There was another interesting discussion over at ask.metafilter this week. This time, the conversation was about scientific communications.
As I enter the (hopefully) final year of my PhD, I am thinking hard about what’s next for me. My soul searching has recently led to the realization that my passion isn’t necessarily in my particular niche of science as much as it is for science in general. Great discoveries, elegant methodologies, and the philosophy of scientific inquiry all tie my stomach in knots with excitement, and I dislike the idea of limiting myself to my sub-sub-specialty of science. The more I think about it, the more I realize that I would love a career communicating science to the public. Whether I actualize this goal by writing books, discussing with students, hosting a scientific tv show, writing a science column, or just talking about science to the person next to me in line at the supermarket counter, I think I could be an excellent liason between the scientific community and the general public.
So, how does one go about developing a career as a science popularizer? Whether you want to be the next Carl Sagan — or Bill Nye — the ask.metafilter discussion provides a lot of great ideas and links. A user named ChuraChura posted a link to a blog called “Through the Looking Glass“, which features an excellent post on the realities of a job in science communications and some thoughts on getting started. The “Black Hole” blog, which is focused on issues affecting science training in Canada, also has a great post on the topic entitled “So, you want to be a Science Writer when you grow up…“.
Some of the links from these resources are great, so I’m going to pull them out and share them here, along with some others I’ve discovered:
Fellowships and Internships in Science Communications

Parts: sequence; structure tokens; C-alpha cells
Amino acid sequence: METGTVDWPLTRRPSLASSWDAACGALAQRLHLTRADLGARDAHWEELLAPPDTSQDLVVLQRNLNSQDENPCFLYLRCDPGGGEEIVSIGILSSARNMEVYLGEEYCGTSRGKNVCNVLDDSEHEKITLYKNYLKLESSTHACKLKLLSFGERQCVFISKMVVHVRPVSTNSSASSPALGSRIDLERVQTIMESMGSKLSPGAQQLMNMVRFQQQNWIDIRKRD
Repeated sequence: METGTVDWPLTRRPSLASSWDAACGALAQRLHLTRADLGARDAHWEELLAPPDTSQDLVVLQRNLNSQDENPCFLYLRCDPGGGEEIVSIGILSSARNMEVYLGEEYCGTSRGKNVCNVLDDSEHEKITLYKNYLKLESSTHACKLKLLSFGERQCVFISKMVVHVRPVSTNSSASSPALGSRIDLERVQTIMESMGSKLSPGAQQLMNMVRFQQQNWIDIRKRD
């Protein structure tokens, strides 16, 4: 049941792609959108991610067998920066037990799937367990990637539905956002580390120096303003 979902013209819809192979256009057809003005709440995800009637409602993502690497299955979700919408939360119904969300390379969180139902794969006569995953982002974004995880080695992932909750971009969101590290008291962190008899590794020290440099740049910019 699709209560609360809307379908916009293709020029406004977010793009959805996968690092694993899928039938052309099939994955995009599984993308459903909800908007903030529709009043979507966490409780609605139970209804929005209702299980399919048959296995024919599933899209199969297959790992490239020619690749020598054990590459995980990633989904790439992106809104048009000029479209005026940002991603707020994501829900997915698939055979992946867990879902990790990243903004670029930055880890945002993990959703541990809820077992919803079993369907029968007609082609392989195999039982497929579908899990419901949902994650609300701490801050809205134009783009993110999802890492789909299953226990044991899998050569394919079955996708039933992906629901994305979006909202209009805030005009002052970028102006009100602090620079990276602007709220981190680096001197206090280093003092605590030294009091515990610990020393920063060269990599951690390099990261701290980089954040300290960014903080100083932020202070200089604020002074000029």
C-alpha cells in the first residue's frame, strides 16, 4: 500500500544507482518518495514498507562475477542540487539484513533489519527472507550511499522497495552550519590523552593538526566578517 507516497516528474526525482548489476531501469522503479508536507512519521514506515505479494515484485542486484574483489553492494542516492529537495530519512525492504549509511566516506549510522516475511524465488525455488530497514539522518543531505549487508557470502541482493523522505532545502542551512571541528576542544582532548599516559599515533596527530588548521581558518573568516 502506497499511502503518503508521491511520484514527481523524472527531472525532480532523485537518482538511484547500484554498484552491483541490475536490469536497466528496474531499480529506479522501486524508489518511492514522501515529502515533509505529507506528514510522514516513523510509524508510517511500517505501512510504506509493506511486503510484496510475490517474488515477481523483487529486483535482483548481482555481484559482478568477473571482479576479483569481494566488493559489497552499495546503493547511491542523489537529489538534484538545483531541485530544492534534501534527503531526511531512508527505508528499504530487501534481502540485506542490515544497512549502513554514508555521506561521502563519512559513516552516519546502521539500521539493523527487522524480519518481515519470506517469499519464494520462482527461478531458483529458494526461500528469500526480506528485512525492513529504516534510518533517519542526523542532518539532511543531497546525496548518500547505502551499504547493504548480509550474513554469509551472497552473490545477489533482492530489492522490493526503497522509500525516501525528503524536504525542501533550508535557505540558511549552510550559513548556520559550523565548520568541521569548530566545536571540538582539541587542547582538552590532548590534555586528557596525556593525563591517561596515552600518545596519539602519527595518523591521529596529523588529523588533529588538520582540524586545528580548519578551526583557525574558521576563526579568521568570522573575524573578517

Professional Programs, Courses and Workshops in Science Communications
Professional Associations for Science Writers
Even if you don’t want to make science writing your career, you should take a look at some of this advice if you hope to find a job as a medical science liaison, medical education specialist, or any other role where being able to clearly communicate scientific concepts to mixed audiences would be valuable.
Good luck in your search!
Posted: August 18th, 2011 | Author: Headhunter | Filed under: Uncategorized | Tags: internships, science communications, science journalism, science writing | 5 Comments »
I’ve been meaning to post a link to “Chain the Wolf“, a great blog about Medical Writing, for a while now. I’ve emailed back and forth with the author a few times over the past few years, and I was thrilled when she started putting some of her thoughts about her career path in medical writing and medical education to screen.
In her own words,
I’m currently a full-time freelance medical writer and consultant (2.5 years and counting). Most of my clients are medical communication companies and the projects are usually in the area of oncology, although I also dabble in neuroscience from time to time.
But how did I get here and why do I have this blog? I really struggled at a few points before getting to where I am now. (. . .)
I eventually thought about medical writing, so once again I had to seek out information. How does one get a job in that industry? Would it or would it not be a good career for me? I did everything from post angst filled questions on a forum board (Hi Ask Metafilter!), conducted many informational interviews, and after taking a few more steps, I was hired at a medical communication company.I still wasn’t quite happy as my real goal was to eventually become a freelance medical writer. For some reason, making the leap from fulltime employee at a company to an independent freelancer was difficult. Sometimes it was facing a fear. I also had to learn new skills and few people have training in how to run a business, even if it is simple. I was able to successfully make the jump but again, I do wish there had been useful resources for me. I still look for “how to run a business” type resources, and there isn’t really high quality information out there.